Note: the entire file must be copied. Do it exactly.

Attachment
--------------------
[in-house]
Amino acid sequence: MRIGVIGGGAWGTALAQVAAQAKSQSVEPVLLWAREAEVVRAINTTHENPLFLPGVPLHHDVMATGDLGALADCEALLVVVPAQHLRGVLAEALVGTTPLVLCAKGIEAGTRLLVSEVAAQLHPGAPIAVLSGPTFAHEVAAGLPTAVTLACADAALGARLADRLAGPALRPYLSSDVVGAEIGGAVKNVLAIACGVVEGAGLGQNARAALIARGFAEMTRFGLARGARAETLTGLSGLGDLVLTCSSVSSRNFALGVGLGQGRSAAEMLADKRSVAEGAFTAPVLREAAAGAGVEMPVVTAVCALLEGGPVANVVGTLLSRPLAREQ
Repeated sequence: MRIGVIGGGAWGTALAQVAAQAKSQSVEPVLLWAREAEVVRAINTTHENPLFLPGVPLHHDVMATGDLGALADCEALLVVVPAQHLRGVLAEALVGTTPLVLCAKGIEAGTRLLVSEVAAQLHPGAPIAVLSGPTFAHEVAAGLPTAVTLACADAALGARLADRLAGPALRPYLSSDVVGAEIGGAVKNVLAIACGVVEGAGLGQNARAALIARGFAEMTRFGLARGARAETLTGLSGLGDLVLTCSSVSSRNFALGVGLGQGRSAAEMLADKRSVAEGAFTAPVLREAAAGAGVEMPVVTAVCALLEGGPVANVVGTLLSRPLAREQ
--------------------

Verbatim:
[in-house]
Amino acid sequence: MRIGVIGGGAWGTALAQVAAQAKSQSVEPVLLWAREAEVVRAINTTHENPLFLPGVPLHHDVMATGDLGALADCEALLVVVPAQHLRGVLAEALVGTTPLVLCAKGIEAGTRLLVSEVAAQLHPGAPIAVLSGPTFAHEVAAGLPTAVTLACADAALGARLADRLAGPALRPYLSSDVVGAEIGGAVKNVLAIACGVVEGAGLGQNARAALIARGFAEMTRFGLARGARAETLTGLSGLGDLVLTCSSVSSRNFALGVGLGQGRSAAEMLADKRSVAEGAFTAPVLREAAAGAGVEMPVVTAVCALLEGGPVANVVGTLLSRPLAREQ
Repeated sequence: MRIGVIGGGAWGTALAQVAAQAKSQSVEPVLLWAREAEVVRAINTTHENPLFLPGVPLHHDVMATGDLGALADCEALLVVVPAQHLRGVLAEALVGTTPLVLCAKGIEAGTRLLVSEVAAQLHPGAPIAVLSGPTFAHEVAAGLPTAVTLACADAALGARLADRLAGPALRPYLSSDVVGAEIGGAVKNVLAIACGVVEGAGLGQNARAALIARGFAEMTRFGLARGARAETLTGLSGLGDLVLTCSSVSSRNFALGVGLGQGRSAAEMLADKRSVAEGAFTAPVLREAAAGAGVEMPVVTAVCALLEGGPVANVVGTLLSRPLAREQ